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I'm editing a novel set in 1930s England, written by an American author, and have been editing out any Americanisms I come across. I just read a line of dialogue containing the idiom "as neat as a pin" (meaning clean and tidy). I've never heard of this before; is it an American phrase, or have any other Brits out there heard of it? All I can find of it online is that it originated in the early 19th C. with the development of mass production.

If it is in fact an American phrase, what would be an appropriate British English equivalent in keeping with the book's setting? "As nice as ninepence" perhaps?

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    I'm almost 60 years old, an American, and first heard this phrase maybe 50 years ago. I have no idea how it came about. – John Peters Dec 2 '15 at 3:39
  • I agree with John, though I'm several years older yet. I only recall encountering the idiom in the grade school "reader", 50+ years ago. – Hot Licks Dec 2 '15 at 5:47
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The Oxford English Dictionary's earliest reference to the phrase is 1787:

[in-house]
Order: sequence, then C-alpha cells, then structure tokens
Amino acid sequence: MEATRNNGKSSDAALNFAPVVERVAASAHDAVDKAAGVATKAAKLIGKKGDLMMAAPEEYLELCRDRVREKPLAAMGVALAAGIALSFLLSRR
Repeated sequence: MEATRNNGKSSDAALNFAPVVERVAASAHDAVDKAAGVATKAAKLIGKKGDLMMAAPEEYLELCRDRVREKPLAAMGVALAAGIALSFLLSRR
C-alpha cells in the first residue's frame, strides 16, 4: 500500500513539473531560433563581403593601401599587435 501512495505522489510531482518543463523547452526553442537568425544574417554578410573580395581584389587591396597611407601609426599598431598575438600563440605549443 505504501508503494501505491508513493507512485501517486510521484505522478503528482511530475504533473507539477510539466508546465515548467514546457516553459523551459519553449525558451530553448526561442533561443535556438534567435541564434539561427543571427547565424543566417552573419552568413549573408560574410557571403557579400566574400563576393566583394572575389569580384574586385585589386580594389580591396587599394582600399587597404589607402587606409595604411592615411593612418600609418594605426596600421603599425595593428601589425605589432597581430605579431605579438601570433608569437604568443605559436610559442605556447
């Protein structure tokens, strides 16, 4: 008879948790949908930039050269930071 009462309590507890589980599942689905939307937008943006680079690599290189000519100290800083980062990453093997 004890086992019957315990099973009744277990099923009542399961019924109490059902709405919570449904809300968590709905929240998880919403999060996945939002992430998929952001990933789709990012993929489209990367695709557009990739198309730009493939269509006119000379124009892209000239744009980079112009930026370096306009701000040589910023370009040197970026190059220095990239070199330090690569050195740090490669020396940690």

e. as neat as a (new) pin.
1787 Columbian Mag. I. 636 [He was] neat as a new pin. 1801 J. Wolcot Wks. (1812) V. 35 How neat was Ellen in her dress! As neat as a new pin! 1849 Thackeray Pendennis I. xiii. 118 Major Pendennis, whom Miss Costigan declared to be a proper gentleman entirely,..and as neat as a pin. 1933 L. A. G. Strong Sea Wall 245 Sheehan's pride was to have his cottage as neat as a new pin. 1961 Dog World Apr. 30 In the morning we leave the room looking as neat as a pin!

Although the first cited reference is a Philadelphia journal, the second cited reference is from the British author John Wolcot in 1801. I think we can assume from this, and many other British sources from the 1840's onwards, that the term has long usage in both American English and British English. Consequently it would be appropriate to 'put it in the mouth' of a speaker of British English in the 1930's.

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